The Tiger Lillies at Wortham Center

The Tiger Lillies

The Tiger Lillies

London-based band The Tiger Lillies are one of those groups it’s impossible to describe to someone who’s never experienced them. Their unique brand of concert/performance art takes elements of Wiemar Republic caberet, Bertolt Brecht, opera, Jacques Brel and your worst childhood nightmares and mixes them a soupcon of postmodern absurdism to cook up the kind of theater that Sally Bowles and the Kit Kat girls would be making, were they still around, all with a decidedly queer twist.

The Tiger Lillies bring their uniquely anarchistic sights and sounds to Wortham Center’s Cullen Theater, (501 Texas Avenue) Friday, November 4, at 8 pm. The show is co-presented by Society for the Performing Arts and DiverseWorks. This American Leg of their “Gutter’s and Stars Tour” features fan favorites and some new material.

Founded in 1989, the Tiger Lillies worked their way up from London pubs to the Piccadilly Theatre, finally achieving cult status with their masterpiece, the musical “Shockheaded Peter,” a series of grisly fairy tales adapted from the 19th century German book “Struwwelpeter,” in which all of the children die at the end.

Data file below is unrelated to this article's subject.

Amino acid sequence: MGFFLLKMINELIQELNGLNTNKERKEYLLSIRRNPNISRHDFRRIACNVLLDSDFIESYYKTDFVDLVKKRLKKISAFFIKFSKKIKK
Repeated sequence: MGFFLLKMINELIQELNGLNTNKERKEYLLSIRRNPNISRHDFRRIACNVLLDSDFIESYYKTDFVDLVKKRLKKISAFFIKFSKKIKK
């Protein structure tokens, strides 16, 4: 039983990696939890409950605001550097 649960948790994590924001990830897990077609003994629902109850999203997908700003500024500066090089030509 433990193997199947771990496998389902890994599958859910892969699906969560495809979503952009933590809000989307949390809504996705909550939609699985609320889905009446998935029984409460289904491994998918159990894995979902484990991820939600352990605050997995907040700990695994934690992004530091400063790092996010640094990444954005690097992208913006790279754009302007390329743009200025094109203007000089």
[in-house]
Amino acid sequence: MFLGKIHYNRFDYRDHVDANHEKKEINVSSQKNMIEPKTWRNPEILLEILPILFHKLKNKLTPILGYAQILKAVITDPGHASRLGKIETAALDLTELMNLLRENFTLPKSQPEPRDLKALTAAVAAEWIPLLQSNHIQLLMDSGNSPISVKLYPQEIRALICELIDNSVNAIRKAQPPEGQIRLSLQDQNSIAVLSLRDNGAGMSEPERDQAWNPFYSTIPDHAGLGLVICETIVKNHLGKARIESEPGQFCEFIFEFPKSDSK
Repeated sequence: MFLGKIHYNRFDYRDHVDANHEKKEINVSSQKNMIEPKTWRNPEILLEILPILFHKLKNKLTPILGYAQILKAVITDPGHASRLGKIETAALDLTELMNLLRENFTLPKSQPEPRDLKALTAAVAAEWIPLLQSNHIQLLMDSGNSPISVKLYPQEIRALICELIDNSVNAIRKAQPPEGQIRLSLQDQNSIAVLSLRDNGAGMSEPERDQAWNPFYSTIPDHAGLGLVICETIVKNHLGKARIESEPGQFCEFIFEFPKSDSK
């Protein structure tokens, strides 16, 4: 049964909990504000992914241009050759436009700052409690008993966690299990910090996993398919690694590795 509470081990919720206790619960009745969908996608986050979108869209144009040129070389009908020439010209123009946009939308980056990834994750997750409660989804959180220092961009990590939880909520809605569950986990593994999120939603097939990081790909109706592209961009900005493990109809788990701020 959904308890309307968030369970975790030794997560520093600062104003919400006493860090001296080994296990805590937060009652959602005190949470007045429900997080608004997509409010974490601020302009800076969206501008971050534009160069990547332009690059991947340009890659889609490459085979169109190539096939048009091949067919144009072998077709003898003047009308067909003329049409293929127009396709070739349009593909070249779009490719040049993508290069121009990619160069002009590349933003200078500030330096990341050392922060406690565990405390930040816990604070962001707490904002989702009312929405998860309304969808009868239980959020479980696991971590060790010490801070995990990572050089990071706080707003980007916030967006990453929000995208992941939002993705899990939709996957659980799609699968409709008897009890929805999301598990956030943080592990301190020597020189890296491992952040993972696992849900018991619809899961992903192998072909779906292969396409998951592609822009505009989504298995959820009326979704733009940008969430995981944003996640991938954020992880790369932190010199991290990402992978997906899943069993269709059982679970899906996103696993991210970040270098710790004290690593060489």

—  admin

‘Cabaret’ at the Wyly tonight

Life is a … oh, you know it
This doesn’t look like your usual Liza version. The Dallas Theater Center stages the Kander and Ebb musical Cabaret, and by the looks of their ad campaign, it’s going to be sizzling. Sure Sally Bowles is the central character, but weren’t you always intrigued by the mysterious master of ceremonies? We’re even more so now.

DEETS: Wyly Theatre, 2400 Flora St. Through May 22.Sundays at 2 p.m. and 7:30 p.m. $10–$80. DallasTheaterCenter.org.

—  Rich Lopez

Weekly Best Bets

Friday 04.22

Life is a … oh, you know it
This doesn’t look like your usual Liza version. The Dallas Theater Center stages the Kander and Ebb musical Cabaret, and by the looks of their ad campaign, it’s going to be sizzling. Sure Sally Bowles is the central character, but weren’t you always intrigued by the mysterious master of ceremonies? We’re even more so now.